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7 Things the Average Golfer Shouldn

7 Things the Average Golfer Shouldn't Worry About

The single hardest aspect of golf to comprehend is the gap between the pro players you see on TV and an average golfer. Pro players are beyond freaks when it comes to the sport. When an average golfer watches these professional tournaments, they get a twisted expectation of how they should play on the course.

Relax. It happens to all of us. We see these masters of the game and begin to believe our game should resemble theirs at times. The truth is your game, especially if you are an average golfer, will never look anything like a professional player and you are only harming your growth as a golfer if you believe otherwise.

There are some specific ways in which this twisted expectation of self-potential can bubble up. It is important to understand that the main point of golf is to enjoy it. Don’t let yourself focus on things that don’t matter, and honestly do not affect your game anyway. 

The Golf Clubs You Buy

You don’t have to use the same set of irons that your favorite professional uses. Let me say again, you don’t have to use the same set of irons that your favorite golfer plays with. When you see a professional play with a certain set of irons, they didn’t just pick them up from the store and start playing with them.

Most of the time, they have been specifically designed by the manufacturer to fit everything about that golfer’s play style and needs. 

Choosing a set of clubs that gives you confidence when you stand over the ball is crucial for the average player. If you like a set of twenty-year-old Titleist irons or a new set of Callaway irons, it doesn’t matter, just so long as you are comfortable on approach.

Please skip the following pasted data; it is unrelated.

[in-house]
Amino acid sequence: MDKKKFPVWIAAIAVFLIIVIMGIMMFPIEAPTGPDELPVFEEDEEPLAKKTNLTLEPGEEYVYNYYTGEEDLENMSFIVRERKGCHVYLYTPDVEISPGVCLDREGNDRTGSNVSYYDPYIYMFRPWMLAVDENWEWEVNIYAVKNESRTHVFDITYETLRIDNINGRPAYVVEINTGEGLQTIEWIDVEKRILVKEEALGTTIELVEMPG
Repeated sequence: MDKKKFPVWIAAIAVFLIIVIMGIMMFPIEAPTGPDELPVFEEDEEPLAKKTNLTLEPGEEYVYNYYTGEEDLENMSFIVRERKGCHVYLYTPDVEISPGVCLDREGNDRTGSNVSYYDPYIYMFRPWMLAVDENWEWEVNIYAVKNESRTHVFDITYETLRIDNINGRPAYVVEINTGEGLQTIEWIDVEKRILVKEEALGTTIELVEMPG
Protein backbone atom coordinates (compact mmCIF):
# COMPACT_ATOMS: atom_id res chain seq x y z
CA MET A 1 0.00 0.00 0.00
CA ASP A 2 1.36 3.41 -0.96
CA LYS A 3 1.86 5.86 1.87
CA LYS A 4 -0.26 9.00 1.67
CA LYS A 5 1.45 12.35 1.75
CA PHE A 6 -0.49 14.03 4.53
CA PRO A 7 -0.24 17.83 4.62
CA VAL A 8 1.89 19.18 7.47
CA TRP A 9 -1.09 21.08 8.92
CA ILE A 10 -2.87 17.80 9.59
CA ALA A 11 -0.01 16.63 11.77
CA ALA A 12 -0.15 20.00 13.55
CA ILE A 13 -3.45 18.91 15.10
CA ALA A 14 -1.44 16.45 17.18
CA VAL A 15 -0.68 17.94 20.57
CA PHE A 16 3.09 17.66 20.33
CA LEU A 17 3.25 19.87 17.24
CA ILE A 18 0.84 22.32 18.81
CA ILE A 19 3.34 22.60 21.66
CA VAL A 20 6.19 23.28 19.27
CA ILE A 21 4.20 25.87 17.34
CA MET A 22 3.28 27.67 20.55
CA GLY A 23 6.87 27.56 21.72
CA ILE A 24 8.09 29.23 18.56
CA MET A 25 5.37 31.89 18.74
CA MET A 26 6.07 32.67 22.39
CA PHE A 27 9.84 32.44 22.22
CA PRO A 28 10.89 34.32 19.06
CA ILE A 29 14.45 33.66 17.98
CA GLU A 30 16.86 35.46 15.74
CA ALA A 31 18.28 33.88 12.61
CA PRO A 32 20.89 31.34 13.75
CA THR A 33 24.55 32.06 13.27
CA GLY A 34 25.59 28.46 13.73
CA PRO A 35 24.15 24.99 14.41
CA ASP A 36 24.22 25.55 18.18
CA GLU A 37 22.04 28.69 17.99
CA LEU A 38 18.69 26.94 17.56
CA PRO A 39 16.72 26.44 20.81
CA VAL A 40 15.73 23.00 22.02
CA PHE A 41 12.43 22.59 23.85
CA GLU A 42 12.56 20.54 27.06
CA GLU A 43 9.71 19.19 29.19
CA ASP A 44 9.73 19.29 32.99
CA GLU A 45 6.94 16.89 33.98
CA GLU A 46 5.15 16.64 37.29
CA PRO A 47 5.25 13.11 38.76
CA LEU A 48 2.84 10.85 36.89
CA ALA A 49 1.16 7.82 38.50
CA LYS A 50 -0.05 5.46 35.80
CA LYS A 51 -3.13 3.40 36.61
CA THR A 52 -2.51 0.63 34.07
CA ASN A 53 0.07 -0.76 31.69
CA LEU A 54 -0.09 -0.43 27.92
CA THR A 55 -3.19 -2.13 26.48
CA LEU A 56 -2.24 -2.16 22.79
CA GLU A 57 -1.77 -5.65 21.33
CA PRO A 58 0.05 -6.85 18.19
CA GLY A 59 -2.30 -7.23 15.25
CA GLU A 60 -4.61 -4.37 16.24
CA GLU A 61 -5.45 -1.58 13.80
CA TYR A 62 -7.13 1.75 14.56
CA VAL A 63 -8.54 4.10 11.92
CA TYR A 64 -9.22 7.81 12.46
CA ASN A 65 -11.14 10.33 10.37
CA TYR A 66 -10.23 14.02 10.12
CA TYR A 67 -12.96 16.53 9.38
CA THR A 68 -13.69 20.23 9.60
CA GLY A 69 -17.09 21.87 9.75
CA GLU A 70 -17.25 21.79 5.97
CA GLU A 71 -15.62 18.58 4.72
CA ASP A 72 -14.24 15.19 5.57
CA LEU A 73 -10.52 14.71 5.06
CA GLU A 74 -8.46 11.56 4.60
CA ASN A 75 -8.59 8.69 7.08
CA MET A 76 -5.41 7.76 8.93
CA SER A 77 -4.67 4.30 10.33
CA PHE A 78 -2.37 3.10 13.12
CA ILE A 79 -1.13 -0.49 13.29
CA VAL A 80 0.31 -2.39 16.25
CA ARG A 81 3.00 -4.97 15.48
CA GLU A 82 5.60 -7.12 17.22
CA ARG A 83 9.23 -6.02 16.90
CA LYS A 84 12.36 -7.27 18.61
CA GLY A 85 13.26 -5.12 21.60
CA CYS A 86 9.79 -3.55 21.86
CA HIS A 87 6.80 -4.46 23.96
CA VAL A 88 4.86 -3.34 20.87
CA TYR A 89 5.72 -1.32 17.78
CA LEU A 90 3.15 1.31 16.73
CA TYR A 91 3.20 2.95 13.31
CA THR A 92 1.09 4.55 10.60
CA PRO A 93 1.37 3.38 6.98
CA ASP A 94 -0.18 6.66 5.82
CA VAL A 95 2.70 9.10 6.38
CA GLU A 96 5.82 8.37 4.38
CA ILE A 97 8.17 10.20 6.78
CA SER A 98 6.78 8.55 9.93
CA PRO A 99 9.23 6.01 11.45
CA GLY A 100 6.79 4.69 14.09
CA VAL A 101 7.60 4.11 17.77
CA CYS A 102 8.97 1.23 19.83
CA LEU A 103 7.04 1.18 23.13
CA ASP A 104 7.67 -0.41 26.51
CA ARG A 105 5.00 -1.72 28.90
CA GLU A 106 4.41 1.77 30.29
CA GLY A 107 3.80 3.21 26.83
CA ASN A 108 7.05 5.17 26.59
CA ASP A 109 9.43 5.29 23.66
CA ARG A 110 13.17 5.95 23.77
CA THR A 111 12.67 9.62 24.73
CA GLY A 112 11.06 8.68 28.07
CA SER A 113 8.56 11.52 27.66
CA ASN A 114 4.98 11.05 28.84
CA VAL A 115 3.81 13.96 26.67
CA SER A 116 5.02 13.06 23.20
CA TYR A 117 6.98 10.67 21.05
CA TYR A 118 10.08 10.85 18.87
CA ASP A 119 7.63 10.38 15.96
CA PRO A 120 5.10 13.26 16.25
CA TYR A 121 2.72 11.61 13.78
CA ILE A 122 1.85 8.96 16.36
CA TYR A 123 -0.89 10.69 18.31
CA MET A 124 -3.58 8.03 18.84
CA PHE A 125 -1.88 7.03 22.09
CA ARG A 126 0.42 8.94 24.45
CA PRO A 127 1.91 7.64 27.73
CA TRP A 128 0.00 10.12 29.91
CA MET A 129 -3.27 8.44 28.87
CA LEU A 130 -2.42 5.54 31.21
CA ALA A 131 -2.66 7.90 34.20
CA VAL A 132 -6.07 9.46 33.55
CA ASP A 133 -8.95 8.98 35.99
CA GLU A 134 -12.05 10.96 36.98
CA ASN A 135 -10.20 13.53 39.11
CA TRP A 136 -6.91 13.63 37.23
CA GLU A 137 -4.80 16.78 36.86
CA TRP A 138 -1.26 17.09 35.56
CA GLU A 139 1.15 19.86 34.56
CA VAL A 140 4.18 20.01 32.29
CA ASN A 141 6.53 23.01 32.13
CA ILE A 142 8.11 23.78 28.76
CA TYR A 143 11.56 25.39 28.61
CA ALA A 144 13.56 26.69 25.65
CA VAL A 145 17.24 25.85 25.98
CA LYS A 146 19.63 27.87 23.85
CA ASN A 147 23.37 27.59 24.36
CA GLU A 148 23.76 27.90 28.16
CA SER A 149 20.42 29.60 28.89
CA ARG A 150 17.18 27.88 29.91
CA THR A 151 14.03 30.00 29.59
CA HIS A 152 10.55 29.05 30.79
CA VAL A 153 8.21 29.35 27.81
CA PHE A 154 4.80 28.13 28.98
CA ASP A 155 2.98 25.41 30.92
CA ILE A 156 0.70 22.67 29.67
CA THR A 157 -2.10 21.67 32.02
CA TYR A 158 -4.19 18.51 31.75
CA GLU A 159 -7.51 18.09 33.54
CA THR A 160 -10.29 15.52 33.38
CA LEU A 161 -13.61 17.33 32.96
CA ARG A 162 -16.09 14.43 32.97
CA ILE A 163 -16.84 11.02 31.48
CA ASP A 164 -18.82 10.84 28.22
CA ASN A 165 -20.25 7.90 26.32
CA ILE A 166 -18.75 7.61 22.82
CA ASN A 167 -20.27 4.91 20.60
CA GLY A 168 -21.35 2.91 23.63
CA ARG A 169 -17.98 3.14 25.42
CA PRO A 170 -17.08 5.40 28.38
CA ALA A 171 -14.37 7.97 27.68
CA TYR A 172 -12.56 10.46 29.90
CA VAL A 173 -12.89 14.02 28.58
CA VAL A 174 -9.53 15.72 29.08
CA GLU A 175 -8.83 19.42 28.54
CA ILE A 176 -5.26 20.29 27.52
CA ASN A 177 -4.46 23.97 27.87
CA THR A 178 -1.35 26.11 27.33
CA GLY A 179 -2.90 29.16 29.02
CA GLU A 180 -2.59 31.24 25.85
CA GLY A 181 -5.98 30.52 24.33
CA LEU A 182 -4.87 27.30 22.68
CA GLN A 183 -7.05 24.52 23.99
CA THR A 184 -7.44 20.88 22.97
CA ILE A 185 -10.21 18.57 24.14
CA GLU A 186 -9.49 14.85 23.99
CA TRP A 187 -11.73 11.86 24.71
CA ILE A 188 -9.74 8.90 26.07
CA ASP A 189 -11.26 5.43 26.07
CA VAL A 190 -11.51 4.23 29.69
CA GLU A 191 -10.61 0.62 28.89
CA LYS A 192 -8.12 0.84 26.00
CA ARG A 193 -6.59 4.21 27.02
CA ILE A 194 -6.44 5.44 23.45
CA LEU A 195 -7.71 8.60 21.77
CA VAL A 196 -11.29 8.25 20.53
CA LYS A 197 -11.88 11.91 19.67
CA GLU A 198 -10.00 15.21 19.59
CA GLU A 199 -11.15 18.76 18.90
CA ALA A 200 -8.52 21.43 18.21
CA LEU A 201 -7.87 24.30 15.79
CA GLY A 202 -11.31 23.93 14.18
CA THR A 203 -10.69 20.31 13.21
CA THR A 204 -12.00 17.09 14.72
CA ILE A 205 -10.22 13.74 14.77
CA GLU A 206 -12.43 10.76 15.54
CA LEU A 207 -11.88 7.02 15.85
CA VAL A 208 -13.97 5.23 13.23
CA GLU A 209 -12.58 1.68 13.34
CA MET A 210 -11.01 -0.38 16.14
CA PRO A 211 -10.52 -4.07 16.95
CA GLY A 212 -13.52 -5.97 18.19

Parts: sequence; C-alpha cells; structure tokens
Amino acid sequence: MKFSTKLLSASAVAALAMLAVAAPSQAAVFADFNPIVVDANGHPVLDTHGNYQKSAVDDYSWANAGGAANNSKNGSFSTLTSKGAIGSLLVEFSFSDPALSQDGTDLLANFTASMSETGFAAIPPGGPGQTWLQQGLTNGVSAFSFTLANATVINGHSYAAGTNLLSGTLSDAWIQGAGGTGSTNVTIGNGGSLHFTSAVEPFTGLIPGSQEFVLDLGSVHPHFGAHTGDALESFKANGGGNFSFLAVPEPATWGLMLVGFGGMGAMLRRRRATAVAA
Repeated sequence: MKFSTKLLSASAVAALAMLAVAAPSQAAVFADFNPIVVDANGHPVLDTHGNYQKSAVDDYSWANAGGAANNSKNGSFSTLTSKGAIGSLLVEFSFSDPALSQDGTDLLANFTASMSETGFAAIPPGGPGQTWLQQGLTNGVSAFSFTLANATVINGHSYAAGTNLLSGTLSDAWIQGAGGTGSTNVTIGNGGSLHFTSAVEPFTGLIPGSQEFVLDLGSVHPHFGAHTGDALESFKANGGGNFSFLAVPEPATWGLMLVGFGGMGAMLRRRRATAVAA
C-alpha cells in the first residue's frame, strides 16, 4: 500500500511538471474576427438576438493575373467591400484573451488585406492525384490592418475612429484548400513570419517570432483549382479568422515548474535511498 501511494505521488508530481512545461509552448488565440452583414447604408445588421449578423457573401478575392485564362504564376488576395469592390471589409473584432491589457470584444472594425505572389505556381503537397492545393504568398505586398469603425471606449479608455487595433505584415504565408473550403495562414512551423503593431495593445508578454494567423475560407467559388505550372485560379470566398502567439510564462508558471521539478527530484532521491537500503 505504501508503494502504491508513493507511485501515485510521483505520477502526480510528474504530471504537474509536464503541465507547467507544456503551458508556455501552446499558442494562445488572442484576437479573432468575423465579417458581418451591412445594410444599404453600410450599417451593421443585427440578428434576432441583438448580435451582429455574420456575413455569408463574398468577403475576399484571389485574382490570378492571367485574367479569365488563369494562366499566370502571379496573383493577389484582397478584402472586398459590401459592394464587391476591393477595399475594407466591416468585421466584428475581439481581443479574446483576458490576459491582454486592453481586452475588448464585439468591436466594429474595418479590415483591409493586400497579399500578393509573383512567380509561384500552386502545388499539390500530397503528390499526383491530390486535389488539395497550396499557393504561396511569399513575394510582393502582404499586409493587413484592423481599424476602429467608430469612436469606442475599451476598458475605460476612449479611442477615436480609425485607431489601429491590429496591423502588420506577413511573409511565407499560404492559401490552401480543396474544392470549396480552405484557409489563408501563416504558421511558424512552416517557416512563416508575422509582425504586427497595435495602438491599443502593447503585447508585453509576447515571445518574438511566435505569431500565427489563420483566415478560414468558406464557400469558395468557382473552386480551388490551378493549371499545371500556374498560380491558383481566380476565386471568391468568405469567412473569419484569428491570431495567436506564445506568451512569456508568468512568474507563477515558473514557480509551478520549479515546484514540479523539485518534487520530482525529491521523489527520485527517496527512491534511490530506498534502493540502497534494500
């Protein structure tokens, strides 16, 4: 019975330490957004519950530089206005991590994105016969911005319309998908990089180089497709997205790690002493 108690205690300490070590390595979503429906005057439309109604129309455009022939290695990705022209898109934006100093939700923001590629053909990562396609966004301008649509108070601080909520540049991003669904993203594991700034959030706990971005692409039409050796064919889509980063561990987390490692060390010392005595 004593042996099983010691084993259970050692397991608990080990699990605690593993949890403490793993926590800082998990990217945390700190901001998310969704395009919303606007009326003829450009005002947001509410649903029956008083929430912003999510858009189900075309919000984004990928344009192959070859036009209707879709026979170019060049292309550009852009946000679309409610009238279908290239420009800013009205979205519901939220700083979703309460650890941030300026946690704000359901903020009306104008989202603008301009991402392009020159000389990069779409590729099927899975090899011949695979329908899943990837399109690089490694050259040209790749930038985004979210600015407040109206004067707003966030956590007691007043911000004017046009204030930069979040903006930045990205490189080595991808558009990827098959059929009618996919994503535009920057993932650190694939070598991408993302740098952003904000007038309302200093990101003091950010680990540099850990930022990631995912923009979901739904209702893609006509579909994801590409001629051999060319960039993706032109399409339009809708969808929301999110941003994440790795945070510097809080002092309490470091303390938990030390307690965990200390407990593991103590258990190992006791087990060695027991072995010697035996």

The only exception to this rule is if you are looking for irons in the wrong place. For example, if you see a new set of irons on Amazon for $20, then I would avoid them as they probably aren’t well made. Use common sense.

The Golf Ball You Play With

This pitfall is one I see the majority of golfers fall into. These expensive brands in the golf industry want you to think you can play like Tiger Woods, so they want you to use the golf ball he does.

Well, the truth of the matter is that for an average golfer, the golf ball you use isn’t going to make a bit of difference in your golf game. If you insist on purchasing Pro V1s for every round, you’re just begging to waste money that could have been better spent at the driving range or taking a lesson.

Again, confidence is the most important quality for a golfer to have, and you can have that with any ball. I recommend playing with the ball that gives you the most confidence on the course, whether it be a Slazenger or a Callaway ball.

A Rangefinder

This one is going to make me sound like an unhappy, old curmudgeon, but I still have to say it; you should not be using a rangefinder as an average golfer. Let me tell you why.

All of us can remember taking long division at some point in our lives. Calculators were around for a lot of us during this time, but our teachers still forced us to do it by hand. Although I hated it back then, there is a reason for this. The same applies to golf.

You never want to become reliant on any electronic to define your approach. The range finder is a good way to confirm or tweak what your eyes and your golf experience are telling you, but it is not something to be relied on.

Too often I see extremely average players using their rangefinder for every single shot, effectively dulling their natural golf senses while doing so.

Before you use the rangefinder, learn how to properly read distance, slope, and wind with your natural human abilities. This way, the rangefinder becomes a tool that aids you instead of a tool that rules your decisions.